Thursday, 25 February 2010

Wednesday, 24 February 2010


Châteauneuf du Pape est le vin de Côtes du Rhône le plus célèbre. Le Coteaux de Châteauneuf du Pape est entre l'orange et Avignon, dans un des paysages les plus beaux de la Provence. Les papes utilisés pour avoir leur résidence d'été là en Châteauneuf du Pape. C'est la vue du plus grand château dans la région.

Tuesday, 16 February 2010

Monday, 15 February 2010

Saturday, 13 February 2010


About two dozen families of eurypterids “sea scorpions” are known from the fossil record.

Although these ancient predators have a superficial similarity, including a defensive needle-like spike or telson at their tail end, they are not true scorpions. They are an extinct group of arthropods related to spiders, ticks, mites and other extant creepy crawlies.

Eurypterids hunted fish in the muddy bottoms of warm shallow seas some 460 to 248 million years ago before moving on to hunting grounds in fresh and brackish water during the latter part of their reign. Their numbers diminished greatly during the Permian-Triassic extinction, becoming extinct by 248 million years ago.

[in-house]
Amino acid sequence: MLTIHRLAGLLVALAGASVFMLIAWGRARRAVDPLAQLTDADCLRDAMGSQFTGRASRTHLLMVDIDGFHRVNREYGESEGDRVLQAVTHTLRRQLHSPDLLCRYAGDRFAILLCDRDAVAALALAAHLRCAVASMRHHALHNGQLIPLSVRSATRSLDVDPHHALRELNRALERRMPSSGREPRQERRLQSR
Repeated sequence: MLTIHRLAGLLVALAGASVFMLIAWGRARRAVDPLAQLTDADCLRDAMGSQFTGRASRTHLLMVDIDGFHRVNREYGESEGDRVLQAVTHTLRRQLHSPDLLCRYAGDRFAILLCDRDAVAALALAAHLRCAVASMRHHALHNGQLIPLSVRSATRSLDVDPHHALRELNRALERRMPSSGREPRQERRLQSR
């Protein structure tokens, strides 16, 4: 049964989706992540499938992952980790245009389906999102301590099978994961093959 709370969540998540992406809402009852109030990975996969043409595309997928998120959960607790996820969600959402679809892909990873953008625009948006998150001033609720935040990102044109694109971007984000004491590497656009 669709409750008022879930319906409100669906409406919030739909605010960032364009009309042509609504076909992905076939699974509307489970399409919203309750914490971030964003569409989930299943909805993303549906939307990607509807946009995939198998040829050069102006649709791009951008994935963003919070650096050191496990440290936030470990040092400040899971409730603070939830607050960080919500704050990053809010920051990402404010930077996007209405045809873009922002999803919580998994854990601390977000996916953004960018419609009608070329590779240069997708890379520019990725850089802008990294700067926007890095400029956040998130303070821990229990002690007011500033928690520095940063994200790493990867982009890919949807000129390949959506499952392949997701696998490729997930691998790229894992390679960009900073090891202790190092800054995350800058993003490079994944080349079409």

Eurypterids are found in Canada, most notably at the Ridgemount Quarry near Niagara Falls. This near-perfect specimen of Eurypterus remipes, held by my young cousin Sivert, was named the official state fossil of New York in 1984.

Thursday, 11 February 2010



If you have not already chosen your new love, researchers suggest you stay away from those with big chins as they have a tendency to cheat. Researchers from four universities across the US and Canada prodded into the sexual habits of chinny and relatively chin-less females to determine these results.

Kidding? No, they’ve published in the journal Personality And Individual Differences, so it must be true. Larger chins, especially on adult females, are associated with the male growth hormone testosterone and too much of that bad boy can lead to messing around. It seems on an subconscious level men sense this trend and are biased against a more masculine chin. Well, most men. Brad Pitt, quite famously, does prefer women with a strong jawline. Given that his preference might skew the results, I suspect he wasn't included in the study.

The findings are important in demonstrating that perceptions of women as desirable and trustworthy long-term mates can be reliably gleaned by men from viewing only the women's facial features. "Results suggest that information about women's sexual unrestrictedness, which is related to their risk of infidelity, can potentially be conveyed by the masculinity of women's faces."